A marriage falls apart when communication gets garbled and partners don’t talk it out. For example, one partner says something, but what the spouse hears is something completely different than what’s intended – that’s garbled. Because of our childhood backgrounds or current emotional self-esteem, we can misinterpret what is said by a well-meaning spouse. Once that seed of misunderstanding is planted, it can grow at an alarming rate and fester to poison all communication. To untangle that web of misunderstandings can be difficult once it’s well established because by then, everything said in the future, points to that seed (even if it was a core misunderstanding). Unless there’s some open and seriously truthful discussion of what each person thinks, to clear away the debris of what they really meant, then the trouble increases. Ultimately, a complete breakdown in communication occurs from which, unless there’s marriage counseling, there’s no point of return.
How horrendously sad.
And if you’re not a mind-reader, you may never know what’s ultimately going on in your spouse’s head when they are distant and hurting unless they share with you. But to share with you, to be vulnerable and to say what’s on their minds, is hard when they are hurting or mad.
On the other side, if you are the one hurting and not sharing, then you are making it impossible for your partner and for you to communicate. Sure, it’s hard to say you’re hurting or mad or be vulnerable in any situation. But to remain silent and angry or distant isn’t helping the situation either. It’s simply adding fuel to the fire of disengagement between you and your spouse. It’s breaking down that tender thread that holds you together as a couple.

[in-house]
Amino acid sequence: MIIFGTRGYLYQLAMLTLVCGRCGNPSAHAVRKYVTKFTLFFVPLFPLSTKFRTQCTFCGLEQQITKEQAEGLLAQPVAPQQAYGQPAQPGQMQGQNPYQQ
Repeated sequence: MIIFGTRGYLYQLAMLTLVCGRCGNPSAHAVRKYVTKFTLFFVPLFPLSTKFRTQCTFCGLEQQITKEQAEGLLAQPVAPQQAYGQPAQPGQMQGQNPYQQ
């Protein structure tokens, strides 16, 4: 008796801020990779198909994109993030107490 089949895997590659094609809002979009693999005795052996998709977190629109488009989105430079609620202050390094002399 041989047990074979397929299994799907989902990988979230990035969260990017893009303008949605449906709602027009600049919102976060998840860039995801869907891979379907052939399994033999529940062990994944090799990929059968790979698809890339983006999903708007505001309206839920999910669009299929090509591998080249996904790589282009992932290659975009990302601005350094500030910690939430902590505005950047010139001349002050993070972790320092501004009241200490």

It happens over time, this stress on the tender threads of love that bind you as a couple. Years of past hurts can build up if not cleared out of your psyche and old wounds fester when we repeatedly allow the same baloney to occur. Forgiveness is key. Appreciation is key. Gratitude is key and open lines of communication are key. In addition, kind, physical contact – a spontaneous hug or kiss which doesn’t necessarily lead to the bedroom (or does if both are in the mood!) – can soothe a stressful spouse and speak volumes more than hashing out the latest litany of complaints. Not that I’m saying that the affectionate fanny pat that you may give her while she’s doing the dishes and you’re walking to the fridge to grab a beer makes everything ok. Nope, no way. But if you were to wrap your arms around her and do the dishes with her or hand her the beer and you take over the dishes because you can see she’s stressed out, now that’s a different story. On the other hand, if your hubby’s stressed out, try to be extra kind and gentle. Let him relax with the remote in hand while you do the dishes alone without pouting.
It’s a give and take dear friends. It’s when we keep score, that it all goes sour. Sometimes we give more and take less, sometimes we take more and give less and sometimes, we sit on the seesaw in perfect balance. But we have to be there together in order to make it work. Opting out is the option that leads to divorce and separation.
Remember to treat your partner with respect as you would your friend. Friendship is a give and take as is marriage.
Don’t opt out! Talk it out!